Philip Hammial








I went down where the bell was.

At a long table there were monks bent over bowls.

They were slurping soup.

Disgusting. When, I asked,

will you stop to ring?

And one, the eldest, wiping his mouth on the sleeve

of his cassock, replied: The sound that will carry

your mother home, how big must it be?

It was a good question, & one to which

I had no answer.

They offered soup, which I reluctantly accepted,

a bowl, apparently, without a bottom.

When you’ve finished, said the old monk, I’ll make

the sound that carries your mother home.



© Philip Hammial






The men were biting my arms.

The horse was blindfolded.

No one would extinguish the fire in the next room.

“It will burn forever & you with it,”

said the old woman, the mother of the men.

She took off her clothes, put them into a box

& gave it to me.

“Put them on,” she said, “& give me yours.”

I did as I was told, & became a mother of seven men

for eight hours.

When I told my sons to bite the old woman’s arms

they refused.

Then we exchanged clothes again.

This went on for seven months.

On the first day of the eighth month the horse was taken

to the burning room.

After we ate the horse the old woman told her sons

to bite my arms.



© Philip Hammial






Home to find the party in full swing. Complete

strangers. Ordinary looking people, but something’s

missing – no drinks, no food. Their nourishment

comes from elsewhere. “It’s nothing

to be concerned about,” she says as she leads me

into another room, my bedroom, where she shows me

the capsule that she keeps under her tongue. Could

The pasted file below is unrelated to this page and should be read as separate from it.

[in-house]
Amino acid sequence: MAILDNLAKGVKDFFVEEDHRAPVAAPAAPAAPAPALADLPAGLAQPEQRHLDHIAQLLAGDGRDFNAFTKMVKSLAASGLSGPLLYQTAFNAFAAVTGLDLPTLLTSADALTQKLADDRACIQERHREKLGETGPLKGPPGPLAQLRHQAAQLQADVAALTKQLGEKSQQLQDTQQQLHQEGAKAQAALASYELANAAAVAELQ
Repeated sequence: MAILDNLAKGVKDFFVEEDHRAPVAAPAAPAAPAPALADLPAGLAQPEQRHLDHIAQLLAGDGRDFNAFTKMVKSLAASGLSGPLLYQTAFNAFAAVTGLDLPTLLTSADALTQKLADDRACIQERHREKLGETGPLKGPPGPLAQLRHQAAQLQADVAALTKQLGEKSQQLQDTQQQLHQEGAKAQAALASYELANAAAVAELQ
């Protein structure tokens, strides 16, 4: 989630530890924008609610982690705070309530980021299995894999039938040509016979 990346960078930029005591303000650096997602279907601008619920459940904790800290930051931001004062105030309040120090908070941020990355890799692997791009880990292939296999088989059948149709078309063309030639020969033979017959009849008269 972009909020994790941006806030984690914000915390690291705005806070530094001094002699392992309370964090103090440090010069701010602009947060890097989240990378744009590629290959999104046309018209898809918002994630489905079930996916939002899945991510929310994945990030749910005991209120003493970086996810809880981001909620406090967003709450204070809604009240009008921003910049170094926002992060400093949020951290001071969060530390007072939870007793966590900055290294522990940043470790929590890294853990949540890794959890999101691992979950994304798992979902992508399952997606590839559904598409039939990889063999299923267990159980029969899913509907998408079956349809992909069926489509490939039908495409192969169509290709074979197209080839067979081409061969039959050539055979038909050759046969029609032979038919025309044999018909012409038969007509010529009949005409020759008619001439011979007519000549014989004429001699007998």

it be cyanide? Bite at your peril. I’ve lost

my appetite. Which is just as well because the party’s

over, the last guest leaving with my children

in tow. I’d like to go too but don’t have a ticket,

turned away by the conductor, the locomotive hissing

in the moonlight as its huge wheels slowly, reluctantly

begin to turn, my garden

ground to a pulp. Their nourishment

comes from elsewhere. From

Constantinople possibly. “Your children

will like it there.” Waving

from a window (Victorian children

in an ornate frame) they promise to write.



© Philip Hammial






Ceausescu left laughing

Try charming harder

The platinum gag was my idea

At which point the hunting simply hums

A hymn in praise of human pelts

Try charming harder

Sing out what your price is

Sorry not to have heard your giggle, was otherwise engaged

If you have any Christians it’s time to listen to them closely

It was mine – that little fascist intuition

From literal mud he crawled to run with literal dogs in

The time it takes to tow a mother

Hooded emissaries bring out their tubas for a blow

At which point the hunting starts to complain

About those tidewater gadgets that weren’t reported in prayer

Meeting sheep with brutality – give it a try

While they twitch your guilt

Is pleasured, is more than you can bear

The aluminium earplugs were my idea

At which point the hunting simply spreads

The Cantonese until their dead are as supple as ours

Who still insist on budget sorrows

Even though they know as well as we do

That hence to whence isn’t really twice as much

The diamond-studded blindfold was my idea.



© Philip Hammial











Philip Hammial has had 29 collections of poetry published. His poems have appeared in 33 poetry anthologies (in seven countries) and in 104 journals in fourteen countries. He has represented Australia  at fourteen international poetry/writers’ festivals and was the Australian writer-in-residence at the Cité  International des Arts in Paris in 2009/10.



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